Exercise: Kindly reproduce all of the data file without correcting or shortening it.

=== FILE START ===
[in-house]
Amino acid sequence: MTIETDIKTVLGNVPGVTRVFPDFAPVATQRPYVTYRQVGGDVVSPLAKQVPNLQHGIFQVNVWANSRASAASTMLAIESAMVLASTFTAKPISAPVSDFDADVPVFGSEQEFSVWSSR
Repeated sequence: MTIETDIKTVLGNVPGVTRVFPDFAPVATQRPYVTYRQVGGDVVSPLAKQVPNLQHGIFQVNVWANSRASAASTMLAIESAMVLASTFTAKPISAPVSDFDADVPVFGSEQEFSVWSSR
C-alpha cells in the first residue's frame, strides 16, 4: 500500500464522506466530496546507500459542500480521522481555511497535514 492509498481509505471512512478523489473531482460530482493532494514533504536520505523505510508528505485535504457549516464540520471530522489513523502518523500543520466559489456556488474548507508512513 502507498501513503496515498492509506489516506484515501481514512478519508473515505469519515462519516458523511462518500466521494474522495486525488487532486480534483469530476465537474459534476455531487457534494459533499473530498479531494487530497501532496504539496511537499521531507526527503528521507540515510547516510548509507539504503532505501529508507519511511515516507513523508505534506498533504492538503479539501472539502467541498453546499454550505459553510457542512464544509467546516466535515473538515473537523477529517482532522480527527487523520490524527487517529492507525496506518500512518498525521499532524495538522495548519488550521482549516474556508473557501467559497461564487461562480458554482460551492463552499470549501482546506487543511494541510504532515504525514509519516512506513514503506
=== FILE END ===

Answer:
[in-house]
Amino acid sequence: MTIETDIKTVLGNVPGVTRVFPDFAPVATQRPYVTYRQVGGDVVSPLAKQVPNLQHGIFQVNVWANSRASAASTMLAIESAMVLASTFTAKPISAPVSDFDADVPVFGSEQEFSVWSSR
Repeated sequence: MTIETDIKTVLGNVPGVTRVFPDFAPVATQRPYVTYRQVGGDVVSPLAKQVPNLQHGIFQVNVWANSRASAASTMLAIESAMVLASTFTAKPISAPVSDFDADVPVFGSEQEFSVWSSR
C-alpha cells in the first residue's frame, strides 16, 4: 500500500464522506466530496546507500459542500480521522481555511497535514 492509498481509505471512512478523489473531482460530482493532494514533504536520505523505510508528505485535504457549516464540520471530522489513523502518523500543520466559489456556488474548507508512513 502507498501513503496515498492509506489516506484515501481514512478519508473515505469519515462519516458523511462518500466521494474522495486525488487532486480534483469530476465537474459534476455531487457534494459533499473530498479531494487530497501532496504539496511537499521531507526527503528521507540515510547516510548509507539504503532505501529508507519511511515516507513523508505534506498533504492538503479539501472539502467541498453546499454550505459553510457542512464544509467546516466535515473538515473537523477529517482532522480527527487523520490524527487517529492507525496506518500512518498525521499532524495538522495548519488550521482549516474556508473557501467559497461564487461562480458554482460551492463552499470549501482546506487543511494541510504532515504525514509519516512506513514503506